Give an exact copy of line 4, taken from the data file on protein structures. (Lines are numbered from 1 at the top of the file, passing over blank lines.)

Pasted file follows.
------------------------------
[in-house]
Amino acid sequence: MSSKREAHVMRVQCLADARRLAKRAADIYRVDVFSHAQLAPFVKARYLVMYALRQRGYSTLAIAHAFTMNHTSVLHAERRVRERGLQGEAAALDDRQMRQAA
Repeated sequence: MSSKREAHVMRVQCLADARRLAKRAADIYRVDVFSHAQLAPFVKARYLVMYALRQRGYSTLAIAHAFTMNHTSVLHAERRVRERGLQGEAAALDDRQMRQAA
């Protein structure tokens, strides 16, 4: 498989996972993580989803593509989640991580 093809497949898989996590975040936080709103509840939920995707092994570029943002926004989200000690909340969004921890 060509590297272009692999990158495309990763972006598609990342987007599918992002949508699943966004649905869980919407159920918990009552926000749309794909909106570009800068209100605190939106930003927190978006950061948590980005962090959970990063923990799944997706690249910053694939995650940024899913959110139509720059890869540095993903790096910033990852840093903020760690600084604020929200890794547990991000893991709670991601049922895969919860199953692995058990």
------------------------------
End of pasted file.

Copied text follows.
């Protein structure tokens, strides 16, 4: 498989996972993580989803593509989640991580 093809497949898989996590975040936080709103509840939920995707092994570029943002926004989200000690909340969004921890 060509590297272009692999990158495309990763972006598609990342987007599918992002949508699943966004649905869980919407159920918990009552926000749309794909909106570009800068209100605190939106930003927190978006950061948590980005962090959970990063923990799944997706690249910053694939995650940024899913959110139509720059890869540095993903790096910033990852840093903020760690600084604020929200890794547990991000893991709670991601049922895969919860199953692995058990």